People who reside outside the world of the Genet Bar and the homes and hang out spots of the characters are callous, cold and often unwilling, uncaring onlookers of the busy, ever moving masses of Tokyo residents. The people who encompass the outside world of this Counter Cultural universe are made all the more powerful because they are real people in real time, presented as documentary footage, reminding one of the neo-realism of Rosselini in Rome: Open City. But the danger of being swallowed by the encompassing, mindless crowds is an ever present danger throughout the film, eventually proclaiming that the only way to face the crowd is through death, as we are shown in the final climax or the ghoulish protestors dressed in black, wearing mouth masks, carrying what seem to funerary objects through the streets. People look coldly or altogether ignore the protestors who are shown throughout the movie, which is in fact, documentary footage of a real protest started by the Zero Jingen Group in a protest on March the 24th 1969, drawing ‘from their previous performance Vietnam hansen Koshin (March Against the Vietnam War)’ (Ross; 1). When Eddie puts her eyes out like her Ancient prodessecor, Oedipus Rex, the gaping crowd looks on unaffected, clueless and coldly. They treat the very act of a human being with gouged eyeballs on the cusp of death, as just another work of curious performance art playing in the real time of their mundane, every day lives. Mashimoto proves to us, where the real tragedy lies. Funeral Parade of Roses is not the story of a person tragically cursed with the disease of homosexuality. It is the story of homosexuals cursed with a society that despises them and are devoured by indifference.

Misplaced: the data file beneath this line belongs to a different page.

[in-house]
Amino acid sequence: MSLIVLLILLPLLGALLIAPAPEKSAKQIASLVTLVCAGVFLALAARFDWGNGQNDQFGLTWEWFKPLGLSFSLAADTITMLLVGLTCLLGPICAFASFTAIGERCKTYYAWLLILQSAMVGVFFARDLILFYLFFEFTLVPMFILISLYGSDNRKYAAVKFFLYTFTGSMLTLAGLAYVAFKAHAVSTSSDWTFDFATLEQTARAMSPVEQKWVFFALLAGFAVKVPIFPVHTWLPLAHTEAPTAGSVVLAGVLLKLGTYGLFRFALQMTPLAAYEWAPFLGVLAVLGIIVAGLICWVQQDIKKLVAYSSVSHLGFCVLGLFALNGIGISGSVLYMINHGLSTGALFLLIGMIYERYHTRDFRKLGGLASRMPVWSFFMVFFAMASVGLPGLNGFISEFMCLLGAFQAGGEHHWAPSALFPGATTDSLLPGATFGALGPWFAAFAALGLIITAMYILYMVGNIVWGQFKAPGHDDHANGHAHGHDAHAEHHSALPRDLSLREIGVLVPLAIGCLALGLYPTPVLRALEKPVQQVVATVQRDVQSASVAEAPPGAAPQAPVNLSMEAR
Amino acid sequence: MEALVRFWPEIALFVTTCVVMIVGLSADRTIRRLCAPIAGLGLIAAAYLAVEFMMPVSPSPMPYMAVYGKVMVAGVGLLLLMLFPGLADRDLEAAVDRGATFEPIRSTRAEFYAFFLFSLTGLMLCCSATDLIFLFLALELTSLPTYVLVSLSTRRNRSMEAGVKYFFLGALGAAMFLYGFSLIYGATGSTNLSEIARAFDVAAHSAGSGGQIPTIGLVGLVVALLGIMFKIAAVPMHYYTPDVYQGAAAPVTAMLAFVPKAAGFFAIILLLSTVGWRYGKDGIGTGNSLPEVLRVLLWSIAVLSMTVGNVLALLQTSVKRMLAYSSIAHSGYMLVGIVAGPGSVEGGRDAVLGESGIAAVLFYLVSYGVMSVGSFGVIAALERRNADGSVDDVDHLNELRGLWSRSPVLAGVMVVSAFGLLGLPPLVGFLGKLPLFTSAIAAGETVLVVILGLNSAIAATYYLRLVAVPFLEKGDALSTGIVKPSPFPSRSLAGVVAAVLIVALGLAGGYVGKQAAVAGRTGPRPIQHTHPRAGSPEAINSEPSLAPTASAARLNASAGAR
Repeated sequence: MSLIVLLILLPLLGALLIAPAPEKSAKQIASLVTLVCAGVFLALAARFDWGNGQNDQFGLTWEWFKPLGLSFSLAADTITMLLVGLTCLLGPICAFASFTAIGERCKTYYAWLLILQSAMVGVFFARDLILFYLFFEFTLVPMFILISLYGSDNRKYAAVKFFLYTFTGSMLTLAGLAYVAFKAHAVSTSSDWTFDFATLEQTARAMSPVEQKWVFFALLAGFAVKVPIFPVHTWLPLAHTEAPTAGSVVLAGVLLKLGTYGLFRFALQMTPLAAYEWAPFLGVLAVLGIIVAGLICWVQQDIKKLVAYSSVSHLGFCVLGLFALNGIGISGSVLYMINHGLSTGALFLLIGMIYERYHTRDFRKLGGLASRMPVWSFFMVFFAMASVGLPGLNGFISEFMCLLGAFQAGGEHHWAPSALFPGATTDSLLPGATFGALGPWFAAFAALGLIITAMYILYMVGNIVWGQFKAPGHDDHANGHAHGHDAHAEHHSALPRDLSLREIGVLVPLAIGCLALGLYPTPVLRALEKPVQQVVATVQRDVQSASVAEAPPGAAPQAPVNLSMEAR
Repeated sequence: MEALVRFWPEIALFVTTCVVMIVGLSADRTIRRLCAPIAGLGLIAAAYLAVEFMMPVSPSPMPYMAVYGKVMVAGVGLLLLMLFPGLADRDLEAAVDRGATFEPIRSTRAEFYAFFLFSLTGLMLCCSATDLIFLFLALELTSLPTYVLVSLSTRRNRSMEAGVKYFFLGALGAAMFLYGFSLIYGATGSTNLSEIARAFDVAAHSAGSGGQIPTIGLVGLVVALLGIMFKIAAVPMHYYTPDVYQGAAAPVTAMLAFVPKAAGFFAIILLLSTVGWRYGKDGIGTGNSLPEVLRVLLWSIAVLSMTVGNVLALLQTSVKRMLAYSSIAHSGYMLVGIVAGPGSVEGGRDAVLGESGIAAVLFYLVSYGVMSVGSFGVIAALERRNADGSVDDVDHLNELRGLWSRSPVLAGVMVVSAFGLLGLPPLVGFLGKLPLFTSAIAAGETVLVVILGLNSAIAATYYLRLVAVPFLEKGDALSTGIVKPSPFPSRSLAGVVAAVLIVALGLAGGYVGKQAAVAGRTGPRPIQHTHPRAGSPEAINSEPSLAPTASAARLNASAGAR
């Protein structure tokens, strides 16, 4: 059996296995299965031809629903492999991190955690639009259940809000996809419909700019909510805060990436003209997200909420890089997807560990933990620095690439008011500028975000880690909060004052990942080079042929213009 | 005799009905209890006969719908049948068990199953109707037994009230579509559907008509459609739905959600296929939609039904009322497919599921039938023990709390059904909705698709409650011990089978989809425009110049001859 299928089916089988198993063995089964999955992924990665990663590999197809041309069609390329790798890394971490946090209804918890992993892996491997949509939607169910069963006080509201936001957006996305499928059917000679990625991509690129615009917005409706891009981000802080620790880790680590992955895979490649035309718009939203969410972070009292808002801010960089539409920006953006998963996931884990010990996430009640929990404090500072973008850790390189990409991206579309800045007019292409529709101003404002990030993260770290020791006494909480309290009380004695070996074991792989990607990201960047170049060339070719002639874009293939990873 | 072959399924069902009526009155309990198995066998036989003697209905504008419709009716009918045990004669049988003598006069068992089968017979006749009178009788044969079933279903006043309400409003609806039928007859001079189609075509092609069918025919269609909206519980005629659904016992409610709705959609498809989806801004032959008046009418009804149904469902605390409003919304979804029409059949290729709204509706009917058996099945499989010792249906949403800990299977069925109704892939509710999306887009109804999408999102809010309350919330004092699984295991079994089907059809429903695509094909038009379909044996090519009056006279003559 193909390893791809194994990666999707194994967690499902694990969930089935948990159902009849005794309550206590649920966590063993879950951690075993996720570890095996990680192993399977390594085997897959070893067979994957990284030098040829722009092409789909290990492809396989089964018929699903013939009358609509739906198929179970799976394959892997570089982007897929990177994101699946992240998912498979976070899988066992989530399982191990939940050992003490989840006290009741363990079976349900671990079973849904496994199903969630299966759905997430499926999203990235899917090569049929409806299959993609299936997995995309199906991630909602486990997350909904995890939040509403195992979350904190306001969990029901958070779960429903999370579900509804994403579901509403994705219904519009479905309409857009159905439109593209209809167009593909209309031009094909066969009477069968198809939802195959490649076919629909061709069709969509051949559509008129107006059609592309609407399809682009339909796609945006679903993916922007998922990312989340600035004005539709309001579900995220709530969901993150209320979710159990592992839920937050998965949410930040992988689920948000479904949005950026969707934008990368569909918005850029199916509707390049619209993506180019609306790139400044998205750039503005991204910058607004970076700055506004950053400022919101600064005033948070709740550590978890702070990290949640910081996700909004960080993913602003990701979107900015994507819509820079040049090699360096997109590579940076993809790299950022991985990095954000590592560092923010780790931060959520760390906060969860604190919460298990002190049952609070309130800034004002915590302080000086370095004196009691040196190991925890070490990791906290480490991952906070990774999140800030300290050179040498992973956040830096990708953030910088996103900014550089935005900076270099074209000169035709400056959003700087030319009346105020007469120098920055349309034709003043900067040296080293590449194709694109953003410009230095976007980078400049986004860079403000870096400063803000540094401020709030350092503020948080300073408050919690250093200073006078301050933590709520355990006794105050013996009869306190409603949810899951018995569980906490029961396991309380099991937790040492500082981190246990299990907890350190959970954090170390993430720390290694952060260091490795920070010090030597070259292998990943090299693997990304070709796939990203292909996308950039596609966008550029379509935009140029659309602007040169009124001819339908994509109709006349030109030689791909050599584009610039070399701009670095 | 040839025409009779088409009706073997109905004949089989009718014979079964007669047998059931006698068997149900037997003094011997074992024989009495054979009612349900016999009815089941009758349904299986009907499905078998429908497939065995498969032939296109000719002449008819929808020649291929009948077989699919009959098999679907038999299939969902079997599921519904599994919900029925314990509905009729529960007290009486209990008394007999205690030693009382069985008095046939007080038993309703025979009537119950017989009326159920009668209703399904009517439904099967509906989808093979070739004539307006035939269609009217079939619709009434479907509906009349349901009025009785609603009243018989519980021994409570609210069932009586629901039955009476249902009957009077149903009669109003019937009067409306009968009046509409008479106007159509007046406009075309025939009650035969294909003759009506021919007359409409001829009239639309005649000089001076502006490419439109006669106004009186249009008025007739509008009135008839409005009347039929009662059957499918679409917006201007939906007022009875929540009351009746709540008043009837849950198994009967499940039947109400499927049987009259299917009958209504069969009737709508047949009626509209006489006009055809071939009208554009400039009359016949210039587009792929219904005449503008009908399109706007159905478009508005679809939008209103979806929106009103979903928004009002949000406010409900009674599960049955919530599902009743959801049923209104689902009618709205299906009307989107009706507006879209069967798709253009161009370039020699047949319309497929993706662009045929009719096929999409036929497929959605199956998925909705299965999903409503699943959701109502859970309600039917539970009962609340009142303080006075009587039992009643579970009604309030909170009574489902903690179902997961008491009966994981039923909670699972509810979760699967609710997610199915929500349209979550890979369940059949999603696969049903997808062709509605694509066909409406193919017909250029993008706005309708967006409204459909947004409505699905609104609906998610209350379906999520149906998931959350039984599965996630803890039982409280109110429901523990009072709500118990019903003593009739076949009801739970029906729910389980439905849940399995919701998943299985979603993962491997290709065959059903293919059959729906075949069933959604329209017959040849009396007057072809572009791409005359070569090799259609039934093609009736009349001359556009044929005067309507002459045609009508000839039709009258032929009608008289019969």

Essentially what makes Funeral Parade of Roses so refreshing and foreign to a Western viewer is the synonymous relationship of politics and sexuality, two ideals and assets essential to the Japanese Counter Cultural Movement. David Groomsman points out that the film among others, ‘were not homosexual per say, but were intended to symbolize positions of radical leftism’ that were ‘anti-feudal’ or ‘anti-bourgeois’. But perhaps Groomsman trivializes the power and context of Funeral Parade of Roses, and how utterly refreshing the film feels as a work of art addressing gay subject matter, even if it is a film that one reviewer has called, ‘a view from the outside, not the inside of gay and countercultural life.’ While homosexuality is either perverse, or wilting comedic femininity, homosexuality is synonymous with an exotic, dangerous and exciting world, one unseen in any film from the West. This is mostly because the world of the film is largely influenced by the works of Jean Genet, whose worlds of homosexuality, crime and passion became ‘a preoccupation among Tokyo’s visual artists’ as Berber makes clear. Coincidentally, Jean Genet was staying in Japan the time Funeral Parade of Roses was being filmed, visiting a lover, and expressed no interested in meeting any of the artists and writers who tried to contact him (Barber; 119).